The increasing unemployment of the educated group rises the question if is any point in government spending more funds on education, which leads only to higher unemployment. Instead Kerala government should spend more investment on creating for them job market and create education structure according to the market needs.
On the other hand, despite large scale unemployment particularly among the educated population, the private demand for higher education has been increasing. It seems that high unemployment and competition among qualified population looking for jobs has led to the upgrading qualifications standards. Higher skills and qualifications, or even escalation of qualifications, are see as a securing future job. Easy access to the higher educational institutions, affordable school fee and the low transportation cost made it possible. Another factor that increases the demand for higher education, despite low rate of employment among educated people, is the relatively lower waiting period and higher compensation for better-qualified candidates (E.T.Mathew, 1995).
Even though Kerala has a large unemployment, this region is still an economic migration for many unskilled, semi-skilled and skilled labours, mostly from neighbouring states like Tamilnadu, Maharashtra, Orissa or West Bengal. The migrants are replacing Kerala’s own leaving population on a hunt for work abroad.
The way, which Kerala deals with the unemployment and lack of industrialisation is economical migration it population. According to K, C.Zachariah “Migration has provided the single most dynamic factor in the other wise dismal scenario of Kerala in the last quarter of the 20th Century. It is one of the positive outcomes of the Kerala Model of Development. In Kerala, migration must have contributed more to poverty alleviation than any other factor including agrarian reforms, trade union activities and social welfare legislation” (K.C.Zachariah, E.T.Mathew and S.Irudaya Rajan, 2000). The number of Kerala emigrants to other countries looking for a job increased from 230,740 in 1982 to 637,103 in 1992 and to 1844,023 in 2003. The annual remittances from the emigrants increased from Rs.13, 652 crores in 1999 to Rs.18, 465 crores in 2003 and still reasing. the remittances to Kerala from its emigrants to other countries alone were equivalent to 22-25 percent of NSDP (K.C.Zachariah and S.Irudaya Rajan, 2004).The remittances had made tremendous impact on income distribution among regions, communities and religious groups, as well as made impact on poverty reduction. Today Kerala’s economy is linked more to countries outside particularly to the Gulf countries than to some of the regions within the country. Both the labor markets abroad and the remittances of the emigrants have influenced on Kerala income. Average annual remittances ranged from Rs. 536 crores during 1980-85 to Rs. 10,835 crores during 1995-2000. As a percentage of the State Domestic Product (SDP) remittances constituted, on an average, around 11 percent since early eighties to the early nineties (till the end of the fixed exchange rate system). During the nineties it increased to around 21 per cent (K P Kannan, K S Hari 2000).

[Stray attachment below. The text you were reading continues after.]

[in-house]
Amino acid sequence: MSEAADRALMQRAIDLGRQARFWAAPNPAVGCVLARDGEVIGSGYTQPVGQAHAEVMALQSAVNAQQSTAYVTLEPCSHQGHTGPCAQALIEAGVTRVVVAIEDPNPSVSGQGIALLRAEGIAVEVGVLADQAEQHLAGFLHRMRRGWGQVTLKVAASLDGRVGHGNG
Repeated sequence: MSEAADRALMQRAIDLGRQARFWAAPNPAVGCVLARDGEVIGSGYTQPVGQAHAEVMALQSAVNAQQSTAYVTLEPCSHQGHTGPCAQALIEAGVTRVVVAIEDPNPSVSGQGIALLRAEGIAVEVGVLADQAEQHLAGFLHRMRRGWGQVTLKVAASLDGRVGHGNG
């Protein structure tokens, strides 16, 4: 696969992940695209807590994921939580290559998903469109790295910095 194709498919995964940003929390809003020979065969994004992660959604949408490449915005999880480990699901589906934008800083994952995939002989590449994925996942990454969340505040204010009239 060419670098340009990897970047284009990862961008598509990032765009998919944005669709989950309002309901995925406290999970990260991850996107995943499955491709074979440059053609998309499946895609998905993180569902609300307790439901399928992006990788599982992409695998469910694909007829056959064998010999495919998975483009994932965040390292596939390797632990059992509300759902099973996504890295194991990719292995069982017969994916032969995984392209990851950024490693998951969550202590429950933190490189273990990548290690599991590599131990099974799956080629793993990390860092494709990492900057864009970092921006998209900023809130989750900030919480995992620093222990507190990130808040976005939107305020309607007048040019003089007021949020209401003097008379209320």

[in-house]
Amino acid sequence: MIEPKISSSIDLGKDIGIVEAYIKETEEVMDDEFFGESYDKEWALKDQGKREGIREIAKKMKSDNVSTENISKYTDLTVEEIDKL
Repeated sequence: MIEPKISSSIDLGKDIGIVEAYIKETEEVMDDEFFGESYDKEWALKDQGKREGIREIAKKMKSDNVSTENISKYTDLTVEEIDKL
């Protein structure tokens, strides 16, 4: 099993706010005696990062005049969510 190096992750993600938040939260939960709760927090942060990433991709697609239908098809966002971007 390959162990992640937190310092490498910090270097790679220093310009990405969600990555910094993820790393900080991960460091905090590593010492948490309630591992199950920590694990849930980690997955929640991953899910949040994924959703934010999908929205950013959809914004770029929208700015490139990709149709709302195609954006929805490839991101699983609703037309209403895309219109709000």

Today Kerala economy structure relay mostly on remintence. The share of agriculture in NSDP has come down from 39.1percent in 1980-81 to 35.7 percent in 1990-91. It came down further to 30.6 percent in 1997-98. The share of industry also came down, though only marginally. Its share came down from 24.5 percent to 24.2 percent and further to 24.0 percent during the period. Service sector was the fastest growing sector in Kerala economy. Its share improved steadily from 36.4 percent in 1980- 81 to 40.1 percent in 1990-91 and further to 45.4 percent 1997-98 (EPW Research Foundation, 2003).
Kerala’s development Achived majore success in human developmen like mnimum social security, food security, minimum gender differences in education, as well as easy and affordable access to health care. Also significantly, Kerala distributed all the achievements relatively equally across urban-rural areas, between man and women, and low caste-high caste populations. In this respect Kerala does better than the rest of India, and some of developed countries. The existence of subsidised education has provided a fair degree for all social groups. On the economic front too, there has been great achievements in laying out transport and communication, banking system. On the other hand, Kerala Model is failing in providing equality between women and man in terms of jobs and wage rate. But the biggest flaw in this model is creating high unemployment, especially among educated population. Investing only in education sector without creating job market placed Kerala among country of great risk of floating high skills population out of the country. The increasing unemployment of the educated rises the question if is any point in government spending more funds on education, which leads only to higher unemployment. Instead Karalla government should spend more on investment at economy, agriculture, and industrialisation. Especially that economic migration to Gulf, high source of the state romances, facing the major competition from much cheaper labour from others poor Asian countries. Until now the remittances contribute to inflation, but do not help to resolve the fiscal problems. Furthermore it seems the human development could raise duo to Kerala’s history, and also mainly staying on the communist road of the politics. Communist government put more investments on social sectors like education and health neglecting mostly industry, and except land reform, agriculture. Another aspect of the success of the model is the Kerala economy exists and functions as an integral part of the Indian economy and politics. Next aspect which should Karalla government deal with is that in a changing India, doing business is increasingly important and strong union and lack of flexibility makes impossible to invest by international corporation. As economic liberalization takes place in other states of India and tariffs are being lowered, as well as subsidized economy ended by turning to free-market enterprise and wooing multinational industries Kerala seems to be less attractive for potential investors. Kaerala does suffer from great fiscal deficitperhaps the problem laid down to a generous minimum wage; one of the best distribution systems in the country, leading to a network of shops that sell everything from rice to batteries at subsidized prices; and a land-reform program.